Novak Djokovic Wimbledon Champion 2018

Preview of Wimbledon 2019


Wimbledon is the only Grand Slam played on grass and is the culmination of the month long grass court season every year. Players have competed at this prestigious tournament since 1877 making it the oldest of the four Grand Slam tournaments.


All of the greatest players in the history of tennis have won a title at Wimbledon and recent history shows that you’ve got to be at the top of your game if you want to triumph on the famous grass courts of the All England Lawn Tennis Club.

For an even more in depth look at Wimbledon 2019 you can order our special 164 page Wimbledon issue of tennishead magazine here

Always played at the same venue, the Wimbledon Championships run for two weeks from 1st July 2019 until 14th July 2019 with a rest day on the first Sunday.

Roger Federer, Rafael Nadal, Novak Djokovic and Andy Murray have all won the Men’s Singles in recent years whilst Angelique Kerber, Serena Williams, Garbine Muguruza and Petra Kvitova have held aloft the the Ladies Singles trophy at Wimbledon.


2019 Preview

Without doubt this will be the most open tournament for years in both the Men’s and Women’s Singles events.

In the men’s, the dominant players of the last decade, Roger Federer, Rafa Nadal and Novak Djokovic, will be the favourites to lift yet another men’s singles trophy and many people will say it’s unlikely that a player not in this trio will win the tournament. The ‘Big 3’ have shared the last 10 Grand Slam singles tournaments equally between them and in fact, since 2004, only 10 of the 62 Grand Slam Mens Singles events played have been won by someone outside this incredible group.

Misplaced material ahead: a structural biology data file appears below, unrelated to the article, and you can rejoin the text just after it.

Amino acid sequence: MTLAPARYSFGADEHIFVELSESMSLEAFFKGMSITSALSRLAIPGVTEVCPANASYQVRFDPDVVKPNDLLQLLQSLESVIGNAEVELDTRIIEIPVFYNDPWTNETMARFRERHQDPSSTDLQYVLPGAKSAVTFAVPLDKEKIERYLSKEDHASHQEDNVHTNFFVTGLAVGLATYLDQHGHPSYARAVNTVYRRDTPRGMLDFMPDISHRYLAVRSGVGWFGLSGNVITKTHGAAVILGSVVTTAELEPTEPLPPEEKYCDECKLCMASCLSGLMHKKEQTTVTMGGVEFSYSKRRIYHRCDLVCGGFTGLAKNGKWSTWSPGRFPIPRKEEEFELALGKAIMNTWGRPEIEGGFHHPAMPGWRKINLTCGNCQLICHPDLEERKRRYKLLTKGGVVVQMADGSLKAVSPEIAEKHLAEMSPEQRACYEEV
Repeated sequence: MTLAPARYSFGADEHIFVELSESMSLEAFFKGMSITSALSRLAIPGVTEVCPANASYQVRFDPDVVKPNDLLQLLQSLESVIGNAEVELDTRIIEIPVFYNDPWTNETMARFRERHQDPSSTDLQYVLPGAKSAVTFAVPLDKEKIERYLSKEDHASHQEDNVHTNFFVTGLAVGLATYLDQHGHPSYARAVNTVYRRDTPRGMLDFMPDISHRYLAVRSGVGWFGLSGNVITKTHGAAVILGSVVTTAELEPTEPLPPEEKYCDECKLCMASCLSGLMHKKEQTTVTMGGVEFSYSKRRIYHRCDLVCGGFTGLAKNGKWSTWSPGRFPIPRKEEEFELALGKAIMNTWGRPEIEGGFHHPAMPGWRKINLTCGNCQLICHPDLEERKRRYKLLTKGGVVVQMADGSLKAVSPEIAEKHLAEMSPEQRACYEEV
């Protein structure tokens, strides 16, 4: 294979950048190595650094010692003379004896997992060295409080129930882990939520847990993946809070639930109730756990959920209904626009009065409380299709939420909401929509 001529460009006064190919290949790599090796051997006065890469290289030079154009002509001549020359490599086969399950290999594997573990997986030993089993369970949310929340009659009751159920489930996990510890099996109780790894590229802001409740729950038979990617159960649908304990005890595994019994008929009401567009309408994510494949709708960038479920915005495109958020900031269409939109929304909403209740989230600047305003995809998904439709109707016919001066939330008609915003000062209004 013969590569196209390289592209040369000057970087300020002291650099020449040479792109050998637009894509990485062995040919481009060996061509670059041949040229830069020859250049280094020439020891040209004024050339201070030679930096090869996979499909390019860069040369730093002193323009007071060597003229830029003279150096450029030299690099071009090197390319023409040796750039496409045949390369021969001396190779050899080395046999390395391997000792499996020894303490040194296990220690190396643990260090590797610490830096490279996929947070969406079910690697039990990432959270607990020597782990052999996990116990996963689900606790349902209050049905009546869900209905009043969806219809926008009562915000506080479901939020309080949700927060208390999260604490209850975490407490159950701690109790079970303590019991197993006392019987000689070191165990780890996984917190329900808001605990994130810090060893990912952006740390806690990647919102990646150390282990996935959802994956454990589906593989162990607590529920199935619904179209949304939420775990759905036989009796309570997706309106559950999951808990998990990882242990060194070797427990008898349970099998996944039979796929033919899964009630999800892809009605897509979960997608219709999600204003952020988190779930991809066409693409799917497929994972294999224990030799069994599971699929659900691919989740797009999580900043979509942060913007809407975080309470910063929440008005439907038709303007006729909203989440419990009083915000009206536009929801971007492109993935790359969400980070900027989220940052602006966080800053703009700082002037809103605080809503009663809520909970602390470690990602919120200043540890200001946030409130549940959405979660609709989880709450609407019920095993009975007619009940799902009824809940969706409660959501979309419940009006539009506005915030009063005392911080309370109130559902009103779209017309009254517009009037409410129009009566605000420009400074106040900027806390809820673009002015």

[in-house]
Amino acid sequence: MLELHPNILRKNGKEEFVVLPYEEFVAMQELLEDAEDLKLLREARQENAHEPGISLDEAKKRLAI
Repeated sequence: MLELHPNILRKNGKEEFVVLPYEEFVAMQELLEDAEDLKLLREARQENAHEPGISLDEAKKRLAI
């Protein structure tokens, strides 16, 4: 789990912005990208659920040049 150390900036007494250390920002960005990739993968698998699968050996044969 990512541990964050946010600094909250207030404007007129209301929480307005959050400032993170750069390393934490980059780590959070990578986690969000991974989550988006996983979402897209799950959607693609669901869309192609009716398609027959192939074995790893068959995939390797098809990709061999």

Of the three, Federer is probably the least likely to triumph simply because of his age. He is 37 years old whereas Nadal is 33 and Djokovic is only 32. But Federer is undoubtedly the greatest grass court player that has ever played the game and he will be desperate to prove one more time that he is still the man to beat at Wimbledon.

Nadal has only won twice at Wimbledon so a victory this year will also be something of a surprise, considering he won’t have played any competitive tennis on grass prior to this years tournament and the last time he won Wimbledon was in 2010, nearly a decade ago.

So that leaves Djokovic as the outstanding favourite to take the title this year. He has won 3 of the last 4 Grand Slam’s and is the reigning Champion at Wimbledon and is the World no.1 by a long way. His form coming into Wimbledon isn’t quite as strong as in previous years but he’s not far off his best and will have the hunger to win after being knocked out in the semi-final of the French Open.